Wednesday, July 25, 2018

Book Review: Over and Over Again by Cole McCade


A ring of braided grass. A promise. Ten years of separation.

And memories of an innocent love with the power to last through time.

When Luca Ward was five years old, he swore he would love Imre Claybourne forever. Years later, that promise holds true—and when Luca finds himself shipped off to Imre’s North Yorkshire goat farm in disgrace, long-buried feelings flare back to life when he finds, in Imre, the same patiently stoic gentle giant he’d loved as a boy. The lines around Imre’s eyes may be deeper, the once-black night of his hair silvered to steel and stone…but he’s still the same slow-moving mountain of a man whose quiet-spoken warmth, gentle hands, and deep ties to his Roma heritage have always, to Luca, meant home.

The problem?

Imre is more than twice Luca’s age.

And Luca’s father’s best friend.

Yet if Imre is everything Luca remembered, for Imre this hot-eyed, fey young man is nothing of the boy he knew. Gone is the child, replaced by a vivid man whose fettered spirit is spinning, searching for north, his heart a thing of wild sweet pure emotion that draws Imre into the compelling fire of Luca’s frustrated passions. That fragile heart means everything to Imre—and he’ll do anything to protect it.

Even if it means distancing himself, when the years between them are a chasm Imre doesn’t know how to cross.

But can he resist the allure in cat-green eyes when Luca places his trembling heart in Imre’s hands…and begs for his love, over and over again?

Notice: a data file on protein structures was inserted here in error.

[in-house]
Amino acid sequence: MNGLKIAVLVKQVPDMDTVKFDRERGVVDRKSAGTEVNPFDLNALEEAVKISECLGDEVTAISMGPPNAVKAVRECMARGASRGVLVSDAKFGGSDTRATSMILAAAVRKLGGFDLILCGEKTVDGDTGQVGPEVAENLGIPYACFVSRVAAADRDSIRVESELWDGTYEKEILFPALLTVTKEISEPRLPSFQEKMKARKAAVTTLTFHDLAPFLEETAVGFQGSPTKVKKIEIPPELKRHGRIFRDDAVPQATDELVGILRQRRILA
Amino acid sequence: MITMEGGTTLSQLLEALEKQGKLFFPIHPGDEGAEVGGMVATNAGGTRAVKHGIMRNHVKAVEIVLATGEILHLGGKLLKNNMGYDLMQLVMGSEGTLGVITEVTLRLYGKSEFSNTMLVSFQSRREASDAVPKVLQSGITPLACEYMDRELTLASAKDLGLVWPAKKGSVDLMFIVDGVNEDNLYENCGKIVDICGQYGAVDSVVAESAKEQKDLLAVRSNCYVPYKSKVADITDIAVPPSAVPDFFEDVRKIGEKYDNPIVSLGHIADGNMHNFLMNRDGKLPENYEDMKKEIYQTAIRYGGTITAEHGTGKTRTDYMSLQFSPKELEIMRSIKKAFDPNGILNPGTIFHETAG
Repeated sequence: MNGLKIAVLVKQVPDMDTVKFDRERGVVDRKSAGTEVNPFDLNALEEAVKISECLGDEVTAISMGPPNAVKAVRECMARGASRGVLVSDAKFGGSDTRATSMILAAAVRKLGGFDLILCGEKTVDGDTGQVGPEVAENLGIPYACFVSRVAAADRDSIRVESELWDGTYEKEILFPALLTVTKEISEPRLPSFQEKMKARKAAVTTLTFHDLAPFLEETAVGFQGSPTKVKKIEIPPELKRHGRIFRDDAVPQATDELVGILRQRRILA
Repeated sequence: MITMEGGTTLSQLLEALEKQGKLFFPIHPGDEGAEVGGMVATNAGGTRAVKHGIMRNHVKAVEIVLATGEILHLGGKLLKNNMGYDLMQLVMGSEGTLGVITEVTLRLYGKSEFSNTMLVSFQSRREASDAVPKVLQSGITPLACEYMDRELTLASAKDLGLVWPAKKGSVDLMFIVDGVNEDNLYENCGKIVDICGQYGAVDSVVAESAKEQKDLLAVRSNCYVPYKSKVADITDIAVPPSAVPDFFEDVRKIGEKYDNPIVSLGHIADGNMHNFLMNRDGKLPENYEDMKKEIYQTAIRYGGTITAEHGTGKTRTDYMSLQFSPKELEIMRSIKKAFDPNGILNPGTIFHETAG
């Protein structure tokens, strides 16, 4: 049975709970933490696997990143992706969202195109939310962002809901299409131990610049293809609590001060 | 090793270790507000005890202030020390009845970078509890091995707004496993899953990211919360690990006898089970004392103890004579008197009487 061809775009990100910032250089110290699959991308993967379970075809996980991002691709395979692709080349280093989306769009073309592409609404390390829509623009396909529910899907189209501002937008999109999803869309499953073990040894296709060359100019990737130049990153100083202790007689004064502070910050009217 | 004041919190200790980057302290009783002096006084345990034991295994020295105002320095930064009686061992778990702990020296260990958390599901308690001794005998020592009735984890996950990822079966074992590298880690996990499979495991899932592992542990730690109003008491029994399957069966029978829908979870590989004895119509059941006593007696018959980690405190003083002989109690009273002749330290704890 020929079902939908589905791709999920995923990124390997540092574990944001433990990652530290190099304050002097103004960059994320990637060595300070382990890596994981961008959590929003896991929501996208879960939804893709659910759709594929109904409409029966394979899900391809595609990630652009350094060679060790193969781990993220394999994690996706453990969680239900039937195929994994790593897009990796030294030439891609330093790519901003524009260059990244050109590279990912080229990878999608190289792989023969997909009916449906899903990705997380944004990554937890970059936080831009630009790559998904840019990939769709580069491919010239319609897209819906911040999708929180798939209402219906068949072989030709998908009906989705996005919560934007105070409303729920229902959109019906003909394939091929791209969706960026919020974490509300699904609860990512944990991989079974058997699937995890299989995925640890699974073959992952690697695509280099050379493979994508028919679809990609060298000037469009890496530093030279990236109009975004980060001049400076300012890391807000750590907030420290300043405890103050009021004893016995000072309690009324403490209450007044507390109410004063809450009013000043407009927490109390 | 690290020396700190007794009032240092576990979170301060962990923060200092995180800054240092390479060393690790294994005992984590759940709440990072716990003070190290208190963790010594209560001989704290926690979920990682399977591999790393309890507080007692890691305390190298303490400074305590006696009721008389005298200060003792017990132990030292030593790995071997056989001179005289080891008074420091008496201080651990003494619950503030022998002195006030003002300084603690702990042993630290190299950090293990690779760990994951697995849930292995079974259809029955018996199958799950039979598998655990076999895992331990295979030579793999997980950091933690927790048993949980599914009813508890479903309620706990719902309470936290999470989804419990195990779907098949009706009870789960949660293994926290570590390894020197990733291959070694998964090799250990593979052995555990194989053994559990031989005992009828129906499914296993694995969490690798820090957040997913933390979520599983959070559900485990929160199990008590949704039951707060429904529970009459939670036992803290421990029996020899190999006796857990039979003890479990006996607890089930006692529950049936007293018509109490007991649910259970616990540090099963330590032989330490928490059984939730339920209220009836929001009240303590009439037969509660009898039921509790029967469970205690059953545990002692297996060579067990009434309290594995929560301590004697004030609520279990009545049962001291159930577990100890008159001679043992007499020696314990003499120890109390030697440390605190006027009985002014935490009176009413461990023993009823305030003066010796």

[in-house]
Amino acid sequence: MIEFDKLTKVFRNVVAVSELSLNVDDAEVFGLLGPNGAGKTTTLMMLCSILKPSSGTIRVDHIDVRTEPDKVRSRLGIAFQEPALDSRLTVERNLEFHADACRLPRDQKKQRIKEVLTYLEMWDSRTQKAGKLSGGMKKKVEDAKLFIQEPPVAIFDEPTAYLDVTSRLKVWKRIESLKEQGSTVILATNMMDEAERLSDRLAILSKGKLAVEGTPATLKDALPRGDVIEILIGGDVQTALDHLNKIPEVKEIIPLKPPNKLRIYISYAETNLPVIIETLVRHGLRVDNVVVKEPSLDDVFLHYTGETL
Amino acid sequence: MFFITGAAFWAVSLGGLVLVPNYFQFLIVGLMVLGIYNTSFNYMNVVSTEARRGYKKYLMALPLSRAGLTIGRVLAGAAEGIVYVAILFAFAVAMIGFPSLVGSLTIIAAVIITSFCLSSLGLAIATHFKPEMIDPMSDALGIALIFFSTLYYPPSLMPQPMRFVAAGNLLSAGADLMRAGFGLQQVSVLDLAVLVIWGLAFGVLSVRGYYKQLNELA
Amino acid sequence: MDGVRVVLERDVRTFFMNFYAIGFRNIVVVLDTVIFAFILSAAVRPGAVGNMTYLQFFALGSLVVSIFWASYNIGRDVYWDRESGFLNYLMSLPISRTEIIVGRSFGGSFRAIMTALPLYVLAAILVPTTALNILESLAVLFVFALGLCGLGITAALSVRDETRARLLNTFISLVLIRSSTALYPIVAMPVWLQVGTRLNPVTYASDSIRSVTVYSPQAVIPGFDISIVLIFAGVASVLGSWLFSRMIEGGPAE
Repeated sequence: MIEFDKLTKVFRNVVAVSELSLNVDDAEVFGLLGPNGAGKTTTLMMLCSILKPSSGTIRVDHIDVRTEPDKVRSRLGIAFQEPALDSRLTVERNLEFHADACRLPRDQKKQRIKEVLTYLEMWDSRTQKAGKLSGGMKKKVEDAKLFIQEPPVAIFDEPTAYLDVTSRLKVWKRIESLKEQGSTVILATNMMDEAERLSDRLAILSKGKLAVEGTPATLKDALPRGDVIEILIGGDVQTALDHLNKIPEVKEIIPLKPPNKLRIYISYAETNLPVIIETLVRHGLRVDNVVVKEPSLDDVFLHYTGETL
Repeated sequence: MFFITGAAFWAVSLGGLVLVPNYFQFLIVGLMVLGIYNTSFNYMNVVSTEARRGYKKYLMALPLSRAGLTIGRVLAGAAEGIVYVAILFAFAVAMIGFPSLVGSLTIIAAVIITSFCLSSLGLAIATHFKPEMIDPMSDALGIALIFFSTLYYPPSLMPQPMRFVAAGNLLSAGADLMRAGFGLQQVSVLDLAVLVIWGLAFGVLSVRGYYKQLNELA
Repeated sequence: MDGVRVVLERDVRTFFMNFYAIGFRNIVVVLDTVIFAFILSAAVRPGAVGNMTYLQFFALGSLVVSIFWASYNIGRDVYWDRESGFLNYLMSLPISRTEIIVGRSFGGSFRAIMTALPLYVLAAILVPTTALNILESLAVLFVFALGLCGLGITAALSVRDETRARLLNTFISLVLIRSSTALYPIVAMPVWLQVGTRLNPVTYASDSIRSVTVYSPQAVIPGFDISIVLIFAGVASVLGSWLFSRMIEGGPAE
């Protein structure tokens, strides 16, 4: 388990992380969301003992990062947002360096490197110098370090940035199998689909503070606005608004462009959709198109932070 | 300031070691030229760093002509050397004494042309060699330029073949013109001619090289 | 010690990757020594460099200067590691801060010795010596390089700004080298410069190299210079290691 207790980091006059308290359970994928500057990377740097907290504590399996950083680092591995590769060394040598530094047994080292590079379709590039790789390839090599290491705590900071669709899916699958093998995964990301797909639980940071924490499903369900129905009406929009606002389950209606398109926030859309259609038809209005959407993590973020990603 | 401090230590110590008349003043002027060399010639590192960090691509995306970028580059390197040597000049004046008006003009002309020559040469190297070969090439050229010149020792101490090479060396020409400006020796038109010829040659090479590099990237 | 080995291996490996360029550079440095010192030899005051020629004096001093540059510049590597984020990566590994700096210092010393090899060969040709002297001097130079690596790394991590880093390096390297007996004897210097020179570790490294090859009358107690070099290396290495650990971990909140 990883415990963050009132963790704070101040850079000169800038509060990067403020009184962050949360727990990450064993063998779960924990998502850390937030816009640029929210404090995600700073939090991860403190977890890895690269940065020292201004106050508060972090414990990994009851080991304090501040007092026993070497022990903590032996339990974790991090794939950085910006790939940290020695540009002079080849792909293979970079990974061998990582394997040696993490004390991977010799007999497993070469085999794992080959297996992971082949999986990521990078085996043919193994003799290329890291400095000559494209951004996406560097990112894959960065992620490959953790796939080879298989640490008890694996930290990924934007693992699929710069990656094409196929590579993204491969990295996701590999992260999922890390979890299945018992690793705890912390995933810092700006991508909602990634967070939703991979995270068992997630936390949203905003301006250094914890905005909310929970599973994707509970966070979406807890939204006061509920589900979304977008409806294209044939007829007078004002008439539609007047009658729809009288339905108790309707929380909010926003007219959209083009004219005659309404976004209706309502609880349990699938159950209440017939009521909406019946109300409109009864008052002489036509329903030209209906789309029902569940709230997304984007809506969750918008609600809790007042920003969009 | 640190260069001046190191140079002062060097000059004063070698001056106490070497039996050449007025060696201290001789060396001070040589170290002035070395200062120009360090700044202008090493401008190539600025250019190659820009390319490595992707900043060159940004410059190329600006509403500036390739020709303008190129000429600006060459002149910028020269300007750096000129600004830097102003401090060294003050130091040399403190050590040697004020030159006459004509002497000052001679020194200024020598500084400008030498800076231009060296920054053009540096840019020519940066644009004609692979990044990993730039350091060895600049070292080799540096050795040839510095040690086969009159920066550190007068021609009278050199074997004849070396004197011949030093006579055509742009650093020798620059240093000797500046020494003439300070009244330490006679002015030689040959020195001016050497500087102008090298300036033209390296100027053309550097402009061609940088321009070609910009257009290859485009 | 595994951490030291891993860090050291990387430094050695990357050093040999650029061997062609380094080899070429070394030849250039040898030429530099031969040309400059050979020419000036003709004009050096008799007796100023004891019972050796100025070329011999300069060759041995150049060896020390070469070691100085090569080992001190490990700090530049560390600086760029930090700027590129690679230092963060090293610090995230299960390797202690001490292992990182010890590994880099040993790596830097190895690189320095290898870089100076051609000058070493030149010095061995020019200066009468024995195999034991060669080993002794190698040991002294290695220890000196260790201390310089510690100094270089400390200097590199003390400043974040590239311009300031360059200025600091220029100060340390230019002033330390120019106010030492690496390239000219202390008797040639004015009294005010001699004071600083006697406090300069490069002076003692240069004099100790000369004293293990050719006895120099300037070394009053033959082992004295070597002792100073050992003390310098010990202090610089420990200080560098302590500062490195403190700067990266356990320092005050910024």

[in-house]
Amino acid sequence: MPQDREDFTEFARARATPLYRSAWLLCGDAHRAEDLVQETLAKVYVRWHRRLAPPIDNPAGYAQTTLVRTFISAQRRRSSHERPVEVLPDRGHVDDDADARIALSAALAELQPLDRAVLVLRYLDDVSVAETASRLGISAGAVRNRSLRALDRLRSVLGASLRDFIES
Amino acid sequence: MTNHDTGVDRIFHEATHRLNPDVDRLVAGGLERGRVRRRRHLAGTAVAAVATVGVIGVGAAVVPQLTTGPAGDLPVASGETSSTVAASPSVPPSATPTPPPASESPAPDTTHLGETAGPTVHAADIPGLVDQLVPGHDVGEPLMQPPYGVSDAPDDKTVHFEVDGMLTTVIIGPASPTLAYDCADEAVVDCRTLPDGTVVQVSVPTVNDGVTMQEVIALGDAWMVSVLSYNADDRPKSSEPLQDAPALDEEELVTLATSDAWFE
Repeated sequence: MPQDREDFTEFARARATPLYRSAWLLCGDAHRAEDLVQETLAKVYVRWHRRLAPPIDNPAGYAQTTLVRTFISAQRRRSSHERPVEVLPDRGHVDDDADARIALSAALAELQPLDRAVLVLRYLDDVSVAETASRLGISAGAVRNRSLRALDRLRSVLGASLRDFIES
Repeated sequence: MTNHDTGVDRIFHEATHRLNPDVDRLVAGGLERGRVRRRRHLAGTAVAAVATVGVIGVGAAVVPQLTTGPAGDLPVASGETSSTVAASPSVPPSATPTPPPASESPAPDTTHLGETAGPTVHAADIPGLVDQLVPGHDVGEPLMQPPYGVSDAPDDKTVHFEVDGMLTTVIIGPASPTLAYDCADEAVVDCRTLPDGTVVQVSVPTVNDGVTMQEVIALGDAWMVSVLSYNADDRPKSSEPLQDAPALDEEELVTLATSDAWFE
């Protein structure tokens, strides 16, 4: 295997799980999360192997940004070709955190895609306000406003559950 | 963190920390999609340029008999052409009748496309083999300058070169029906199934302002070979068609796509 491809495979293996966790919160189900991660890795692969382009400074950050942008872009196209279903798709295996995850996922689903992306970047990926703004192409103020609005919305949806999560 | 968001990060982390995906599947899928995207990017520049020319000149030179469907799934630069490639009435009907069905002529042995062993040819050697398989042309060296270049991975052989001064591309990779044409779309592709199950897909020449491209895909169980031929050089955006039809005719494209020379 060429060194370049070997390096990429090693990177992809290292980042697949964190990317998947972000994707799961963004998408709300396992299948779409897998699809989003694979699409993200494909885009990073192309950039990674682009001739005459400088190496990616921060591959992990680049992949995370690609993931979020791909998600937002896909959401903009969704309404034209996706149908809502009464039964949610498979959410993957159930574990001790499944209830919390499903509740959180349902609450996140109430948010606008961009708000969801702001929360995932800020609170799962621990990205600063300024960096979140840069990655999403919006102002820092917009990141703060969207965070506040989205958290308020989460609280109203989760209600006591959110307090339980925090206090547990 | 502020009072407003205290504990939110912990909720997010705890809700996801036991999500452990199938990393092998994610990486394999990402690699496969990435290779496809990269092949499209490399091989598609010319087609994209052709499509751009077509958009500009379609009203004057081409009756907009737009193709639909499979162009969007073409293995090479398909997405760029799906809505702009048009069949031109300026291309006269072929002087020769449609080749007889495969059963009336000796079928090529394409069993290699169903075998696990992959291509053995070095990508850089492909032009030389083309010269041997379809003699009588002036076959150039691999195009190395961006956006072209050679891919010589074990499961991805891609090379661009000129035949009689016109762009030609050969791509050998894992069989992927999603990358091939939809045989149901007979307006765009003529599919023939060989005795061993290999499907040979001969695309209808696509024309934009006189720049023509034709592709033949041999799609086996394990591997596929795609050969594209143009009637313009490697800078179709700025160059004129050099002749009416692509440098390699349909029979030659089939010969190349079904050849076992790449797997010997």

3.5 Stars

I'm going to be perfectly honest here. This book is long, like 729 pages long according to Amazon and while the writing is good, almost poetically so, after a while it was too much for me.

Luca came across as an immature brat a lot of the time and it took me a long time to warm up to him and I did mostly because I felt sorry over how his parents (especially his father) treated him. I mean, he was 19 years old when the book starts, and his father ships him out to his best friend's goat farm in Yorkshire, because he can't be bothered with Luca lashing out (and as it turns out, Luca had perfectly reasonable motives to lash out). Then, when Imre doesn't reciprocate his feelings he feels hurt, as if it's an obligation that just because he was interested Imre had to be, too? And don't get me started on how many times Luca bit his lips, because I was about to scream if he did it one more time. *sighs* Of course there's more I could say about Luca, but I don't want to spend all night writing this review.

And Imre, well, he's demisexual and he's also almost 27 years older than Luca and hasn't seen him since Luca was 9, and is conflicted because he's attracted to Luca, who is his best friends' son, who keeps trying to tempt and push him and make him feel bad when he tries to do what Imre knows he should do, which is, resist Luca's advances.

This is a slow burn, as in they don't get together until after the 55% mark (around 4350 locs or so), and even after, they take things slowly because of Imre's sexuality and the fact that Luca is a virgin. And really, I'm not one who needs lots of sex in a book, but I felt by the time they actually got to it, I was a bit over it already. That's not to say that the sex wasn't hot, because it was, Imre and Luca had chemistry and Mr. McCade knows how to write a scorching sex scene. The love story was good, too, and I will admit that I teared up during a very emotional scene near the end, which was definitely my favorite part of the book.

The writing was really good, perhaps overly detailed in some parts, I think I now know more about running a goat farm than I ever wanted to learn in my life, but still, it was enjoyable for the most part. Did I feel like the book could've been shorter and have the same impact? Yes, probably, but I'm sure others might enjoy the length and the detail, even if I didn't.

*** Copy provided to me for my reading pleasure, a review wasn't a requirement. ***

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